Tipping point: I moved from small town Prince George, British Columbia to Edmonton at 19 to work in the oilfield – I went from working in a deli and a bar to working on a service rig fixing wells. There were times when I felt pride in my work as a roughneck, helping run the country and that. But after a few months I started to really think just how much oil was being pumped at any given moment over the entire world. And how much diesel and gas was being burned just to get more crude out of the ground. It started to seem like a joke: one big crazy circle of oil consumption with no end in sight. To drive down the road and see that every second vehicle was a jacked up diesel truck, to see a pump-jack in every field, to see all the oil refineries and plants, it started to get to me. There is no way we can continue this way of living for much longer, not without destroying the air we breathe and the land we live on.

…(read more)

Global Climate Change
Environment Ethics
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Republican pledges $175 million to push party on climate

A North Carolina executive is pouring his own money into trying to sway people in the GOP to take global warming seriously.

By Darren Goode

6/8/15 7:30 PM EDT Updated 6/8/15 10:21 PM EDT

A Republican entrepreneur is putting a whopping $175 million behind a campaign whose message will have some party stalwarts seeing red: The GOP needs to deal with climate change.

North Carolina businessman Jay Faison will launch a social media and online advertising blitz, backed by state and national digital advocacy efforts and a series of strategic grants, as part of a $165 million campaign run through the ClearPath Foundation. The aim is to get the Republican Party to shift its skeptical view of climate change and green energy, topics that usually fall to the bottom of its list of priorities when they don’t generate outright opposition among conservative voters.

In addition to his public education effort, Faison is putting an additional $10 million of his money into a separate political advocacy operation, using the same nonprofit tax status designation as groups like President Barack Obama’s Organizing for Action, Karl Rove’s Crossroads GPS and several tea party groups. He will also try to attract additional outside funds for that operation.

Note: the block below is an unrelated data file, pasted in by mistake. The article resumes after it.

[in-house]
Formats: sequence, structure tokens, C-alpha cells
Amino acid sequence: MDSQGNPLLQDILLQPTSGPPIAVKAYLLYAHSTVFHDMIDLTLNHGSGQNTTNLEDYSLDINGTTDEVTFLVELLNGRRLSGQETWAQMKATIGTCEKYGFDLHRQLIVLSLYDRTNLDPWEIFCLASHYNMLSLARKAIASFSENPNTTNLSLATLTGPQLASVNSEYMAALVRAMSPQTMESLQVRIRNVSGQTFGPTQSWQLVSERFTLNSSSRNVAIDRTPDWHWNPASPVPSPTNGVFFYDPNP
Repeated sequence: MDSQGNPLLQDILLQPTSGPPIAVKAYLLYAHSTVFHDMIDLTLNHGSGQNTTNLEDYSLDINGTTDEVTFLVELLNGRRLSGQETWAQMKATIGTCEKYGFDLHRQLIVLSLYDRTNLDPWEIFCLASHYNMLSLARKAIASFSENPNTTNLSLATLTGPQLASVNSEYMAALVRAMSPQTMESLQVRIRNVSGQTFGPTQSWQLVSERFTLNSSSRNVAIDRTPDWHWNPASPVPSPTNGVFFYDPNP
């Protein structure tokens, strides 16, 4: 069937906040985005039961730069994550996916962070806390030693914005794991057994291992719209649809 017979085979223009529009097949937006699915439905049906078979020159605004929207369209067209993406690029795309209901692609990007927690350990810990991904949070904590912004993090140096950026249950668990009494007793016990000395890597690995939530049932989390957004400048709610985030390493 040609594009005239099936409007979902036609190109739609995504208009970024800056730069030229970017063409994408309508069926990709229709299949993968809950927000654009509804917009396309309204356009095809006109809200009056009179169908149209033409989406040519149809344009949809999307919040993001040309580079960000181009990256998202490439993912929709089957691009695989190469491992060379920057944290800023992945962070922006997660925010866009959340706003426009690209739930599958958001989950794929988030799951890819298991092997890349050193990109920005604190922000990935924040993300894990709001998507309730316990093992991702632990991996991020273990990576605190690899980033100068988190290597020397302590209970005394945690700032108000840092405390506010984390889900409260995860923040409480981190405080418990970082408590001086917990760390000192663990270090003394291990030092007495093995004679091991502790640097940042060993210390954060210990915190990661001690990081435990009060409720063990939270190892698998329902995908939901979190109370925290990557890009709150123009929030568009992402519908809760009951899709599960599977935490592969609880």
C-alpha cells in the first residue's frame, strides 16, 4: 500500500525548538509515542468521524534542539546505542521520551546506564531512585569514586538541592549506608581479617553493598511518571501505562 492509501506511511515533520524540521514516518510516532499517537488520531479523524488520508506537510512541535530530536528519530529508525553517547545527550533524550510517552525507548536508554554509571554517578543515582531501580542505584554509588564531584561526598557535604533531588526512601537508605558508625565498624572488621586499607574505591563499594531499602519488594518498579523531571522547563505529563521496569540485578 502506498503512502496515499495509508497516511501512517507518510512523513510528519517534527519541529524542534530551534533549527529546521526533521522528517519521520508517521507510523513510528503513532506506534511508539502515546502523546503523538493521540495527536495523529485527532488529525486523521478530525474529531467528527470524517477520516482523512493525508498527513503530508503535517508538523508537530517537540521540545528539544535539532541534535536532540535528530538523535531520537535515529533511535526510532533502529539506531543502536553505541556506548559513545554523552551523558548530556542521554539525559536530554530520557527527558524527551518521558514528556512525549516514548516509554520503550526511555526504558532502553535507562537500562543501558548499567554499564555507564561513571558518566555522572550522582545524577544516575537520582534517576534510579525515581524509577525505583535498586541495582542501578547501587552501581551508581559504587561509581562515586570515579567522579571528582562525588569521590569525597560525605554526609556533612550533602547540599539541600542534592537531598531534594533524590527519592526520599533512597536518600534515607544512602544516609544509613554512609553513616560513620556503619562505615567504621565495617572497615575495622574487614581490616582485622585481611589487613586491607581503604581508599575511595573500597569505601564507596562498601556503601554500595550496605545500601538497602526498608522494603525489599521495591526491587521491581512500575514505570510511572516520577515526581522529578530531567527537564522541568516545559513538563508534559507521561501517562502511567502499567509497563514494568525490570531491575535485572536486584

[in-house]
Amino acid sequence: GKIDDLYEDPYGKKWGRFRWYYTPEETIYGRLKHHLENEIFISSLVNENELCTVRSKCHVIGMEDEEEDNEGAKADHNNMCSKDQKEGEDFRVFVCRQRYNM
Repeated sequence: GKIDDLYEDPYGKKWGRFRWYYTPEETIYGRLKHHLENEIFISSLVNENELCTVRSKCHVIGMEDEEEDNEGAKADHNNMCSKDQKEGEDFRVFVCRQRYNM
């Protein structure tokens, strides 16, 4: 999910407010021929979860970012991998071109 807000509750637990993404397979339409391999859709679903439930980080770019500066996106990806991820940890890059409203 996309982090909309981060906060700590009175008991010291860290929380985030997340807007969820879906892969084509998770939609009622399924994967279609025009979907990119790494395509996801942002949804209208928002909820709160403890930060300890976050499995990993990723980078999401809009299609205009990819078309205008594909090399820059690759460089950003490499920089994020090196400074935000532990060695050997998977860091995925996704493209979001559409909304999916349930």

On Tuesday, Faison, who made a fortune from the sale of his Charlotte-based audio-visual equipment company SnapAV, will unveil the first stage of his ClearPath campaign, including spending $40 million through 2016 to persuade moderates and conservatives to join the fight against climate change — but relying on market-based principles rather than government mandates.

…(read more).

Global Climate Change
Environment Ethics
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DC Sets Up Environmental Law Showdown | On Point

It’s a big summer shaping up for environmental protection battles in Washington. Barack Obama and the EPA are pushing a raft of new measures. Republicans – and a handful of Democrats – are pushing back. On clean water, and EPA oversight way upstream. And clean air, carbon emissions, and coal-fired power plants. n greenhouse gas emissions from heavy trucks and planes. On protecting federal lands with national monument designations. On protecting the greater sage grouse. This hour On Point: we walk through the environmental battles shaping up for the summer of 2015.

– Tom Ashbrook


Coral Davenport, energy and environment reporter for the New York Times. (@coralmdavenport)

Danielle Baussan, managing director of energy policy at the Center for American Progress, a progressive think tank. (@daniellebaussan)

Nick Loris, Herbert and Joyce Morgan Fellow at the Heritage Foundation, a conservative think tank. (@NiconomistLoris)

Global Climate Change
Environment Ethics
Environment Justice